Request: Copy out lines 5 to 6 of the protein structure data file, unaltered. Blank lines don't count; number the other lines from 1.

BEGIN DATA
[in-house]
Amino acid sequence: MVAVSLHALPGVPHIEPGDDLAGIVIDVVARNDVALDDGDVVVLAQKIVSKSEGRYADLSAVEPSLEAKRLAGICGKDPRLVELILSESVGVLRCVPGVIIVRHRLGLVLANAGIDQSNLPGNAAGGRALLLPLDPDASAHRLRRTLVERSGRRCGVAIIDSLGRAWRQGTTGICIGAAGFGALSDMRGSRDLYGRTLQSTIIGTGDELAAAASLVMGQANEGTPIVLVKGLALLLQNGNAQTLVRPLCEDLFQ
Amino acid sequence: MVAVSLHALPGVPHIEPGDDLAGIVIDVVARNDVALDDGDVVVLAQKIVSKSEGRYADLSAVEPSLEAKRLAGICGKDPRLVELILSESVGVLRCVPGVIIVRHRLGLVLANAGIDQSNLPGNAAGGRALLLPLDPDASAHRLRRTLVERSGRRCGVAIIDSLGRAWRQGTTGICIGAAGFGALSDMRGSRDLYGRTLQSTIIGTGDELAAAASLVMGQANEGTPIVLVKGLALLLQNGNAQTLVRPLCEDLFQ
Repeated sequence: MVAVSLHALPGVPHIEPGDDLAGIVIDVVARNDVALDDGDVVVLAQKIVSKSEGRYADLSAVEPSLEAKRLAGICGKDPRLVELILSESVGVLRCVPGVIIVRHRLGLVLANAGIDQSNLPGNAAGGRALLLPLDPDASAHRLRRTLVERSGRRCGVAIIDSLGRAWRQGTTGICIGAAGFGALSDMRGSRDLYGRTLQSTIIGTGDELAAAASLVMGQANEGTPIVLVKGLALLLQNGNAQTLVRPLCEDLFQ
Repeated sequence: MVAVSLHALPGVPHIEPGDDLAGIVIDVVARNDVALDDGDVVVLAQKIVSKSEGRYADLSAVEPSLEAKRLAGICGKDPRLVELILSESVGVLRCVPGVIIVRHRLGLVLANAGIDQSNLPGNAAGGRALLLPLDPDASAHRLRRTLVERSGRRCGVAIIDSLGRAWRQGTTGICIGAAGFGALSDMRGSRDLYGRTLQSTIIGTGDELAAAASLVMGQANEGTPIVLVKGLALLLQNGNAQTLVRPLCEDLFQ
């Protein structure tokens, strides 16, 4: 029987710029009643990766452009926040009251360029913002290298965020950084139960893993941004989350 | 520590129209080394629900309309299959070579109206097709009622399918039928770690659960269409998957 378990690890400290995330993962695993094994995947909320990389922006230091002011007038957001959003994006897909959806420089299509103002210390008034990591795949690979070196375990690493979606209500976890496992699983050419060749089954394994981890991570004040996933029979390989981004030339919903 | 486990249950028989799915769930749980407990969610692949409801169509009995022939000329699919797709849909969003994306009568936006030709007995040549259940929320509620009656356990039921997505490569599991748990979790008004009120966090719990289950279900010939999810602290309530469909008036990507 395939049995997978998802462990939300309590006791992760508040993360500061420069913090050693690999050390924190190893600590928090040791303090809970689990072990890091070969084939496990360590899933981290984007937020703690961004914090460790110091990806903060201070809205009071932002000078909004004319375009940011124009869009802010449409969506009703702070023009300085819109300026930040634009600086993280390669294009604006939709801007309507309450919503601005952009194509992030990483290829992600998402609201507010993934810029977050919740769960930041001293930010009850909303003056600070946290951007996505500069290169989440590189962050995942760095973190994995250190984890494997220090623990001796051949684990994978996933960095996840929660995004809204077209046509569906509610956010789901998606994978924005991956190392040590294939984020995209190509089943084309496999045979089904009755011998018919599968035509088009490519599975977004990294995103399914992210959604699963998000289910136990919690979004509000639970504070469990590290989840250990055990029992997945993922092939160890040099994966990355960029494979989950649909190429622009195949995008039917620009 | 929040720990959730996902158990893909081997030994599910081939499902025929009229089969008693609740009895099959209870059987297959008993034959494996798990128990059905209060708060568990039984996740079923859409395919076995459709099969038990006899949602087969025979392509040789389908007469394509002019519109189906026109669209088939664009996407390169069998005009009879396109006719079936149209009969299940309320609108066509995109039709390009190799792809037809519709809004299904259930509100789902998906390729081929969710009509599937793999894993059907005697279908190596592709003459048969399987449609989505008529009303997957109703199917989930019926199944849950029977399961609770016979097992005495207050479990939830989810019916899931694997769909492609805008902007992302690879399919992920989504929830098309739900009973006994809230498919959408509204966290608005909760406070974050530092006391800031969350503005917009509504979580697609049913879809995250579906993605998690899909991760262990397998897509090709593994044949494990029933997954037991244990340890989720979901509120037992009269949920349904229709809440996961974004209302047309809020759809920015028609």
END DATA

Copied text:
Repeated sequence: MVAVSLHALPGVPHIEPGDDLAGIVIDVVARNDVALDDGDVVVLAQKIVSKSEGRYADLSAVEPSLEAKRLAGICGKDPRLVELILSESVGVLRCVPGVIIVRHRLGLVLANAGIDQSNLPGNAAGGRALLLPLDPDASAHRLRRTLVERSGRRCGVAIIDSLGRAWRQGTTGICIGAAGFGALSDMRGSRDLYGRTLQSTIIGTGDELAAAASLVMGQANEGTPIVLVKGLALLLQNGNAQTLVRPLCEDLFQ
């Protein structure tokens, strides 16, 4: 029987710029009643990766452009926040009251360029913002290298965020950084139960893993941004989350 | 520590129209080394629900309309299959070579109206097709009622399918039928770690659960269409998957 378990690890400290995330993962695993094994995947909320990389922006230091002011007038957001959003994006897909959806420089299509103002210390008034990591795949690979070196375990690493979606209500976890496992699983050419060749089954394994981890991570004040996933029979390989981004030339919903 | 486990249950028989799915769930749980407990969610692949409801169509009995022939000329699919797709849909969003994306009568936006030709007995040549259940929320509620009656356990039921997505490569599991748990979790008004009120966090719990289950279900010939999810602290309530469909008036990507 395939049995997978998802462990939300309590006791992760508040993360500061420069913090050693690999050390924190190893600590928090040791303090809970689990072990890091070969084939496990360590899933981290984007937020703690961004914090460790110091990806903060201070809205009071932002000078909004004319375009940011124009869009802010449409969506009703702070023009300085819109300026930040634009600086993280390669294009604006939709801007309507309450919503601005952009194509992030990483290829992600998402609201507010993934810029977050919740769960930041001293930010009850909303003056600070946290951007996505500069290169989440590189962050995942760095973190994995250190984890494997220090623990001796051949684990994978996933960095996840929660995004809204077209046509569906509610956010789901998606994978924005991956190392040590294939984020995209190509089943084309496999045979089904009755011998018919599968035509088009490519599975977004990294995103399914992210959604699963998000289910136990919690979004509000639970504070469990590290989840250990055990029992997945993922092939160890040099994966990355960029494979989950649909190429622009195949995008039917620009 | 929040720990959730996902158990893909081997030994599910081939499902025929009229089969008693609740009895099959209870059987297959008993034959494996798990128990059905209060708060568990039984996740079923859409395919076995459709099969038990006899949602087969025979392509040789389908007469394509002019519109189906026109669209088939664009996407390169069998005009009879396109006719079936149209009969299940309320609108066509995109039709390009190799792809037809519709809004299904259930509100789902998906390729081929969710009509599937793999894993059907005697279908190596592709003459048969399987449609989505008529009303997957109703199917989930019926199944849950029977399961609770016979097992005495207050479990939830989810019916899931694997769909492609805008902007992302690879399919992920989504929830098309739900009973006994809230498919959408509204966290608005909760406070974050530092006391800031969350503005917009509504979580697609049913879809995250579906993605998690899909991760262990397998897509090709593994044949494990029933997954037991244990340890989720979901509120037992009269949920349904229709809440996961974004209302047309809020759809920015028609």